In the 1942 “Bengal” famine, Churchill purposely diverted food from starving areas of India to “ol Blighty” and her troops — again, made possible by the best in modern transportation: trains and big cargo ships. The final tally: better fed troops (after all, Englishmen “walk towards gunfire,” surely they deserve good eats) and 3 million Bengalis dead of starvation. Had the Germans done it, it would have been a war crime, but luckily the Brits did it.
Could this happen in the United States? Famine amid plenty? We do have a hell of a rail and road network, after all!
The breakdown of US farmland ownership is as follows: 60% is owner-operated, 40% rented.
For cropland, the figures are 46% owner-operated, 56% rented; for pastureland, 28% is rented, 72% owner operated (USDA Economic Research Service, USDA ERS – Farmland Ownership and Tenure).
However, in the crucial Iowa/Mississippi valley farm belt, the heart of the “breadbasket of America,” about 60% of farmland is rented.
The ownership figures currently in the US do not seem — on their face — to be as bad as Ireland just before the famine.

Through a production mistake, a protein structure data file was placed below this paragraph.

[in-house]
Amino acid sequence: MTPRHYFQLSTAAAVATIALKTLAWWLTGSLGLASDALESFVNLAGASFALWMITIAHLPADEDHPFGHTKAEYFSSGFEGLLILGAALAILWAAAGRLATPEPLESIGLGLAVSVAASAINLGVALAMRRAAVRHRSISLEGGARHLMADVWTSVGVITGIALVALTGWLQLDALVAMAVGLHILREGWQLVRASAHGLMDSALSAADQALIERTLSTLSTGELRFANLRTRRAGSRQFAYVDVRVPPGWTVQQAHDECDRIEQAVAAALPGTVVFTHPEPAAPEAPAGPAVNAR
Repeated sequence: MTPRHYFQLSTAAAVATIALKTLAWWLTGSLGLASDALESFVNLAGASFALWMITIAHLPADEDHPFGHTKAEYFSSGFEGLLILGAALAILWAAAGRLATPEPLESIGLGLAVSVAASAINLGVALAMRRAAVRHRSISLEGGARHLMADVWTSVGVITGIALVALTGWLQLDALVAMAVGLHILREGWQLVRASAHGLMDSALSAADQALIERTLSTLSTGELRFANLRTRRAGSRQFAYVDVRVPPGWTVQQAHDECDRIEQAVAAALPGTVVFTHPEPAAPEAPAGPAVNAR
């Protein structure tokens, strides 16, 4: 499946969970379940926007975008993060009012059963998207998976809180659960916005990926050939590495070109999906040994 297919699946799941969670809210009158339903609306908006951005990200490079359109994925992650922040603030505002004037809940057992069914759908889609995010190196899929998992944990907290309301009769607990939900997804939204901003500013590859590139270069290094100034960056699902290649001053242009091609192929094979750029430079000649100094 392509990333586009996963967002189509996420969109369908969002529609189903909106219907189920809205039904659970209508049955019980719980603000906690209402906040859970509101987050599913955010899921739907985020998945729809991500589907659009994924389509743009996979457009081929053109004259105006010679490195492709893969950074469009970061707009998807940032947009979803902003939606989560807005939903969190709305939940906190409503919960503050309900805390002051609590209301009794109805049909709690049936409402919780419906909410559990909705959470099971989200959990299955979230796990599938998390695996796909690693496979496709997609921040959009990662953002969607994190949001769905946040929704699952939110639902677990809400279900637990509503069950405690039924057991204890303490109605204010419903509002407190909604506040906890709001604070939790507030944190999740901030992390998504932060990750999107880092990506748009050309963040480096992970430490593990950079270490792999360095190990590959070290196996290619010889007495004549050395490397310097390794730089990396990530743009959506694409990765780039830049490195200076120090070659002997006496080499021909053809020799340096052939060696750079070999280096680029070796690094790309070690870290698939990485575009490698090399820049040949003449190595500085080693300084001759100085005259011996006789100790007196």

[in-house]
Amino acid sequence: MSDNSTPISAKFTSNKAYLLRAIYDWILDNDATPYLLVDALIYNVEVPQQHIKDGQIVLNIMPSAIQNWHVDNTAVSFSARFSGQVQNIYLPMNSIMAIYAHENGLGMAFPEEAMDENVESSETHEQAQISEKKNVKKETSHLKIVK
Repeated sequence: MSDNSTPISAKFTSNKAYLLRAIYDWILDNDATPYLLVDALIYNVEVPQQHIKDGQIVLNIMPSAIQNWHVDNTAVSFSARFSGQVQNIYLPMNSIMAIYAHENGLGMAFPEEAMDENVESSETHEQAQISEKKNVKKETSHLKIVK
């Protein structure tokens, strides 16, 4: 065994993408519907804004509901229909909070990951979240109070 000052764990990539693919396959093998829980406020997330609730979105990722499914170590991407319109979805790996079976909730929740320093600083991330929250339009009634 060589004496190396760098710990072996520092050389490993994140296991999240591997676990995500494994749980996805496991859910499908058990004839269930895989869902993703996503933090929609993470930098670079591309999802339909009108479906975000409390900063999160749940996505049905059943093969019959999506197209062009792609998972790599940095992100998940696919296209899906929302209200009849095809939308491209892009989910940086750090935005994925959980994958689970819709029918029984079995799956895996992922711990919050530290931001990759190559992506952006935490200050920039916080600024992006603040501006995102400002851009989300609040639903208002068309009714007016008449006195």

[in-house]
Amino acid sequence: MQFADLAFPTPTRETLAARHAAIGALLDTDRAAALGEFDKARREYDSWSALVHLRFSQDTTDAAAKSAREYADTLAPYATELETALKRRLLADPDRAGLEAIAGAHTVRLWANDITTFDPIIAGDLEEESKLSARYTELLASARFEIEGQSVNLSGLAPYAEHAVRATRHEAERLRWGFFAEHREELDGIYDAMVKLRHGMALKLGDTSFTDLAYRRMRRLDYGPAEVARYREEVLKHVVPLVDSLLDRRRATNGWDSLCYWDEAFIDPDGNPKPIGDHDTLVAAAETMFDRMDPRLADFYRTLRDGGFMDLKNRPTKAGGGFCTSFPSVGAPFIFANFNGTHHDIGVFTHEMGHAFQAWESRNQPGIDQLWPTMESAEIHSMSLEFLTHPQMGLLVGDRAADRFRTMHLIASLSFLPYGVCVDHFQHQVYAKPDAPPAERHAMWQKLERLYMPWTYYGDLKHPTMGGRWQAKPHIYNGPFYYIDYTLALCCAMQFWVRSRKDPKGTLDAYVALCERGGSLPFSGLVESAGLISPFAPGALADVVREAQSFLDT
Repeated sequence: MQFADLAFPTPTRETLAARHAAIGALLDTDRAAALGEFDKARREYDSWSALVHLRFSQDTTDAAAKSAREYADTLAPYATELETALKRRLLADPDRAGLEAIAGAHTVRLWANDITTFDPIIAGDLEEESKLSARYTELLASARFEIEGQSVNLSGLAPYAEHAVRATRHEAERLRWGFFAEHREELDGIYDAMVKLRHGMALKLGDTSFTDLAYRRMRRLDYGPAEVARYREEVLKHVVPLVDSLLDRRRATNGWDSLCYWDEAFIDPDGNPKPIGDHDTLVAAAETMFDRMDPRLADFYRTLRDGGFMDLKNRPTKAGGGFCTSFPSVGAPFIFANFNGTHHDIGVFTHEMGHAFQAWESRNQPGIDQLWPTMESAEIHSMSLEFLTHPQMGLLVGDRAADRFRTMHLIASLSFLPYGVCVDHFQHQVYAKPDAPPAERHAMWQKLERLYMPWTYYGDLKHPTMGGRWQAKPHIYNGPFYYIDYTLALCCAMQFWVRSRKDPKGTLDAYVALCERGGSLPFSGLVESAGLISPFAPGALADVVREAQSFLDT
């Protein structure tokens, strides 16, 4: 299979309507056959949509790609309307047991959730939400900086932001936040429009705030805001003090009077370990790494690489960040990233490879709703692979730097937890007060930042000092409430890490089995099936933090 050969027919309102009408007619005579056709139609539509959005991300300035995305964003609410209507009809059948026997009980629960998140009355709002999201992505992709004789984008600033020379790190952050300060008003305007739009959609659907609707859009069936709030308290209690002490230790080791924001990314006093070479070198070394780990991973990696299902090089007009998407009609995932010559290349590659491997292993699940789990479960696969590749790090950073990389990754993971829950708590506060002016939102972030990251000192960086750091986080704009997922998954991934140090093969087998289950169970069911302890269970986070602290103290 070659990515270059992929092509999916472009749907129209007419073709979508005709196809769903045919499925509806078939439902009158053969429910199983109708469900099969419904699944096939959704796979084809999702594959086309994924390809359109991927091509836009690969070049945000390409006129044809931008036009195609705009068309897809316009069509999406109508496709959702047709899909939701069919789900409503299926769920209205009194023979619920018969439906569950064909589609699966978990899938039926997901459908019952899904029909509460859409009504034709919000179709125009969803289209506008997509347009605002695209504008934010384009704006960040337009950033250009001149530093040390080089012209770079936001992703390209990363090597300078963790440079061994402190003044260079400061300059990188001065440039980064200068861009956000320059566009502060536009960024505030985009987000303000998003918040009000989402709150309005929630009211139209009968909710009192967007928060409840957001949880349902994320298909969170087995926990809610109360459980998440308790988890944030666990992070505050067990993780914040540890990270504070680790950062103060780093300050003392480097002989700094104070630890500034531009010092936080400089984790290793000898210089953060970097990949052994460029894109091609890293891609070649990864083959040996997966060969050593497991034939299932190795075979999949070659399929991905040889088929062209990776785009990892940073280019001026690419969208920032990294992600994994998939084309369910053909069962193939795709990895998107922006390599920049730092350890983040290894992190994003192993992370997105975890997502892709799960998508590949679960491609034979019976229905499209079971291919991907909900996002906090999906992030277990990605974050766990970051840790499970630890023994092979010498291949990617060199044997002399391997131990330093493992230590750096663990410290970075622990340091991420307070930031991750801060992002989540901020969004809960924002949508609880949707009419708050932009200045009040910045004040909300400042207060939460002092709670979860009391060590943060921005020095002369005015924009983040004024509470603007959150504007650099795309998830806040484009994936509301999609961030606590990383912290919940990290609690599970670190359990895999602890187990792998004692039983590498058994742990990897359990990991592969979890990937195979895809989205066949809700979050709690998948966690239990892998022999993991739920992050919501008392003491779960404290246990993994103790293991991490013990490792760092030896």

However, just like the old Anglo-Irish landlords, even — and especially — the owner-operators are under harsh financial constraints to produce maximum profitability. They are caught between ever-increasing fertilizer prices and ever more concentrated buyers, such as Cargill (which is totally committed to ESG), and many, if not most, are deep in debt incurred either to purchase their farmland or equipment or simply to finance losses incurred in bad years. In the case of the “landlords” — the equity farmland funds, their success is dependent on maximizing the production and profitability of the land they own. In addition, a great number of individual “farmer owners” are no more than serfs of such esteemed companies as Tyson Foods (“chicken lickin’”), Cargill, Kellogg (breakfast of champions) and others. If they want to keep afloat on miniscule margins they have to keep working and selling the products their master-buyers want, who, in turn, are in it for profit, not charity.